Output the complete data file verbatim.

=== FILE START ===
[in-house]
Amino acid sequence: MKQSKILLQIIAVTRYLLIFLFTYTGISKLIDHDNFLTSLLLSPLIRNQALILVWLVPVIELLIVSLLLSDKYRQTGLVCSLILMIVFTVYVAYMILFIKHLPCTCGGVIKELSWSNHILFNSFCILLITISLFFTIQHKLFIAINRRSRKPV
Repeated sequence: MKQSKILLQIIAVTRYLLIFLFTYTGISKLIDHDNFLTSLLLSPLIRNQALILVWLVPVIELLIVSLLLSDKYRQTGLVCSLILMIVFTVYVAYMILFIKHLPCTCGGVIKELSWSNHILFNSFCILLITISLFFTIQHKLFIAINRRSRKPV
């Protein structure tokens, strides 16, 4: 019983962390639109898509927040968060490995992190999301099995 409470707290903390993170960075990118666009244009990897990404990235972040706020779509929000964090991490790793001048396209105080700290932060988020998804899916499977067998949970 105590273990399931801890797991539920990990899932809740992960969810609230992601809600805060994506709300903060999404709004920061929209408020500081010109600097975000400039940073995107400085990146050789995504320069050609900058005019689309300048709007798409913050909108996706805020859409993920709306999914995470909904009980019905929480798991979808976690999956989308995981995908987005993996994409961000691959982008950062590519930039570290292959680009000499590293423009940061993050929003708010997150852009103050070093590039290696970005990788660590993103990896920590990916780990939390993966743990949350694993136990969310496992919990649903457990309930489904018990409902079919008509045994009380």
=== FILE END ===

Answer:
[in-house]
Amino acid sequence: MKQSKILLQIIAVTRYLLIFLFTYTGISKLIDHDNFLTSLLLSPLIRNQALILVWLVPVIELLIVSLLLSDKYRQTGLVCSLILMIVFTVYVAYMILFIKHLPCTCGGVIKELSWSNHILFNSFCILLITISLFFTIQHKLFIAINRRSRKPV
Repeated sequence: MKQSKILLQIIAVTRYLLIFLFTYTGISKLIDHDNFLTSLLLSPLIRNQALILVWLVPVIELLIVSLLLSDKYRQTGLVCSLILMIVFTVYVAYMILFIKHLPCTCGGVIKELSWSNHILFNSFCILLITISLFFTIQHKLFIAINRRSRKPV
């Protein structure tokens, strides 16, 4: 019983962390639109898509927040968060490995992190999301099995 409470707290903390993170960075990118666009244009990897990404990235972040706020779509929000964090991490790793001048396209105080700290932060988020998804899916499977067998949970 105590273990399931801890797991539920990990899932809740992960969810609230992601809600805060994506709300903060999404709004920061929209408020500081010109600097975000400039940073995107400085990146050789995504320069050609900058005019689309300048709007798409913050909108996706805020859409993920709306999914995470909904009980019905929480798991979808976690999956989308995981995908987005993996994409961000691959982008950062590519930039570290292959680009000499590293423009940061993050929003708010997150852009103050070093590039290696970005990788660590993103990896920590990916780990939390993966743990949350694993136990969310496992919990649903457990309930489904018990409902079919008509045994009380």